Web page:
In a guidance memorandum last week, NLRB General Counsel, Peter Robb, announced a change designed to help employers avoid litigating unfair labor practice charges filed by unions or union-represented employees who have filed grievances regarding the same underlying dispute. This is an update to the approach created in the 2014 Babcock decision. If you have unionized workforces, read more details here.
The definition of Protected Concerted Activity was just tightened to a more limited scope by the NLRB, making a distinction between “protected group action” and “limited individual action.” No longer can a statement by a single individual, even if in front of other employees, be regarded as protected. See here and here for details as to what does or does not qualify.
Although the NLRB adopted a new standard for determining appropriate bargaining-union composition, it is still possible to end up with a micro-unit. In other words, the difference between an “overwhelming community of interest” (ala Speciality Healthcare) and the new “community of interest” standard is still a little bit like shifting sand. Analysis used to determine community of interest include factors such as departmental organization, skills and training, job duties, functional integration, contact, interchange, terms and conditions of employment, and supervision.
A proposed joint-employer rule is still expected soon, as NLRB chairman, John Ring, rejected a request by two Democratic lawmakers to scuttle the proposal. In fact, due to the partial government shutdown, the board recently established an email address at firstname.lastname@example.org for the electronic submission of public comments on the rulemaking. The deadline for comments is January 28. The deadline for comments replying to comments is February 11. This couldn’t come at a better time, as a recent D.C. Circuit decision did little to quell the uncertainty around joint-employer standards. The ruling was so confusing that conflicting news stories appeared, some saying the court had upheld Browning-Ferris, and others saying the court had “nixed” it! We won’t try to parse the court testimony in this story overview - go here for more details.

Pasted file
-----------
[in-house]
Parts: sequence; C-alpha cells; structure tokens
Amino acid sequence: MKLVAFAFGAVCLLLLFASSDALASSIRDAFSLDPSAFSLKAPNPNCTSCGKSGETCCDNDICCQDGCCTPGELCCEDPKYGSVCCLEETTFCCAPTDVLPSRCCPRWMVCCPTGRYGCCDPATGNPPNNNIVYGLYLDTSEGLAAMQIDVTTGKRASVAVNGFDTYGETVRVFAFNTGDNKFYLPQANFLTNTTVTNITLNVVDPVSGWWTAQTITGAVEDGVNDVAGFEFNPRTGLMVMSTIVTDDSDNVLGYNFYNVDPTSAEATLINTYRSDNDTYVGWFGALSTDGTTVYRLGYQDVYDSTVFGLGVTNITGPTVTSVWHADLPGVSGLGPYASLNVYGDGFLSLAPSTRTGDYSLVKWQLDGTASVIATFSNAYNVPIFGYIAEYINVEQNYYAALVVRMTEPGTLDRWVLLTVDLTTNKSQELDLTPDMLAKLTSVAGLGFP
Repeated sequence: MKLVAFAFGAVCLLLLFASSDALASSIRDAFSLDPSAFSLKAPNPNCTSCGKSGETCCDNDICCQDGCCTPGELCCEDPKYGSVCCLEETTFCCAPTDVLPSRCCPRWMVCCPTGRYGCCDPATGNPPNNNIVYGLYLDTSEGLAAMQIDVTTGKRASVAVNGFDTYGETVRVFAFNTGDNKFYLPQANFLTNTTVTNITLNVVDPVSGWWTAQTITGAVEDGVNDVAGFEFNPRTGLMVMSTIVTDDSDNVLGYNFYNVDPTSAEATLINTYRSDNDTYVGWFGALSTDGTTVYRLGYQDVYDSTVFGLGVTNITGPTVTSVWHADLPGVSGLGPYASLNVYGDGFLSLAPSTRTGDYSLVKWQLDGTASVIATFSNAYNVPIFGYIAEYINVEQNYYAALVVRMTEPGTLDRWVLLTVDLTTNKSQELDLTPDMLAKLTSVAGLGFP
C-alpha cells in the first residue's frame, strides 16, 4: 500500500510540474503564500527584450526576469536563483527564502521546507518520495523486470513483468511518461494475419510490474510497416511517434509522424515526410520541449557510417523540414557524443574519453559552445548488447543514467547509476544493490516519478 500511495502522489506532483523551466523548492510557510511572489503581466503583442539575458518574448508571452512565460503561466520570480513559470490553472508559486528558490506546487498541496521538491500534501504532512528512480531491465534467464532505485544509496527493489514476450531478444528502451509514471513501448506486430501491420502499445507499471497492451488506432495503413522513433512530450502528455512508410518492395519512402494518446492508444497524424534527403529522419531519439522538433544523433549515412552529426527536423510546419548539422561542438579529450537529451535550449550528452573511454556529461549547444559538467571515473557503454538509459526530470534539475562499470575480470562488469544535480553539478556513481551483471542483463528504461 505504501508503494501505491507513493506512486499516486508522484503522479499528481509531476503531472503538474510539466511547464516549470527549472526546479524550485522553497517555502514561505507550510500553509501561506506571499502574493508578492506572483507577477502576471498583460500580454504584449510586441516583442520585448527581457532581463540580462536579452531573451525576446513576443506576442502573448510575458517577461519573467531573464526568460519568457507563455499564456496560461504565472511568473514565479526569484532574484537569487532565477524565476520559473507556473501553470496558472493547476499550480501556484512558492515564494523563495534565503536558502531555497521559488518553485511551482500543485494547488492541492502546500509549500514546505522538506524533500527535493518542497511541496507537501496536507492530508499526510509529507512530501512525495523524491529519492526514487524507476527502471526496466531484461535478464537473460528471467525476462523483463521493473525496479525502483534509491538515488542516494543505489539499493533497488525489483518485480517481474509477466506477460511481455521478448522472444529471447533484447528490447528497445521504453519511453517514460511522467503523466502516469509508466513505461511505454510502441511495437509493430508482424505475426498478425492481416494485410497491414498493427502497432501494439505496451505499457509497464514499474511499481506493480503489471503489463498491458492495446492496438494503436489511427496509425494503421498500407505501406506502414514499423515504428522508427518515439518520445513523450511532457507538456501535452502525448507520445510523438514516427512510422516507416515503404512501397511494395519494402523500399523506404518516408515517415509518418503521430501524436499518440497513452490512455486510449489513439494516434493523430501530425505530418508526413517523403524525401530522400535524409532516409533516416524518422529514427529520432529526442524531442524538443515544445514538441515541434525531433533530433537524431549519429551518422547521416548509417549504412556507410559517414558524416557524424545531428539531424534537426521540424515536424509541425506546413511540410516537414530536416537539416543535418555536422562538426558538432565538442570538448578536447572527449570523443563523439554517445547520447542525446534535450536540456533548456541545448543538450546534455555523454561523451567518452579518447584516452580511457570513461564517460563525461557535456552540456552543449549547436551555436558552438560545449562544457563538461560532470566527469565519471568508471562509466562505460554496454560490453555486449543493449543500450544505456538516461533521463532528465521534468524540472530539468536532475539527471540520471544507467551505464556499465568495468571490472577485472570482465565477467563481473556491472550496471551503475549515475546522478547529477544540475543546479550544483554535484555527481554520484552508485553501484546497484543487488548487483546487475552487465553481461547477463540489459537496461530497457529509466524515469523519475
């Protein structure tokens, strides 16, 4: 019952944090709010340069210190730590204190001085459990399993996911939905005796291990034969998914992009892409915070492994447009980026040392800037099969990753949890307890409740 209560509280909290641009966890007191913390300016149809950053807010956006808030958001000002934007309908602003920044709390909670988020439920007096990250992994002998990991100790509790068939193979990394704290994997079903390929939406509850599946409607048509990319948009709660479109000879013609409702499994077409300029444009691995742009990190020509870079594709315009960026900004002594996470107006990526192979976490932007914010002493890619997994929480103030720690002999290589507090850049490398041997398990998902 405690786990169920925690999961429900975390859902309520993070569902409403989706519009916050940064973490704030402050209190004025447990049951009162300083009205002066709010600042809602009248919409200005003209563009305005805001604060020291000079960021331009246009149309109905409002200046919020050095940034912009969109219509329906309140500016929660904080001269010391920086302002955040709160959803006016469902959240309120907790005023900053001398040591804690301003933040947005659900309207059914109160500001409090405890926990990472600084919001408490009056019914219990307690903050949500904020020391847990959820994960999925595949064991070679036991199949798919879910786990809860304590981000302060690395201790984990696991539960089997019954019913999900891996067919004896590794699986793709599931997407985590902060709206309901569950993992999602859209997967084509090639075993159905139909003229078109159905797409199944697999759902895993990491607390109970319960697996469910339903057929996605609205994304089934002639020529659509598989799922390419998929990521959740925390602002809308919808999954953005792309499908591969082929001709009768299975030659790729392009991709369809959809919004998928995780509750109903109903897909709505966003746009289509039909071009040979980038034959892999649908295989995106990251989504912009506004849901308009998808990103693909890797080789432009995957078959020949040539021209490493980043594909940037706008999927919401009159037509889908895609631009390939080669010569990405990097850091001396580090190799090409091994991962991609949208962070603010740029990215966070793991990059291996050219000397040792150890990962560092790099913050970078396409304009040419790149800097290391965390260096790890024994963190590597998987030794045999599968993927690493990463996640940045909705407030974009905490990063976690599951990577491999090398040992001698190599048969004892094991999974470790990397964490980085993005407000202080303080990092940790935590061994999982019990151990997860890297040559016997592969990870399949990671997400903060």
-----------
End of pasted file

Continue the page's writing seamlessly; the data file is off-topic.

In another perspective of the joint-employer/independent contractor discussion, gig economy companies like Uber and Lyft are having to keep a wary eye on lawmakers - not at the federal level but at the state level. California is a bellwether for what may be to come in many states, especially where the lawmakers lean to the left. The states of Washington and New York are following a similarly restrictive path. Republican controlled states like Texas and Florida have headed in the opposite direction, but it looks to be a significant tug-of-war.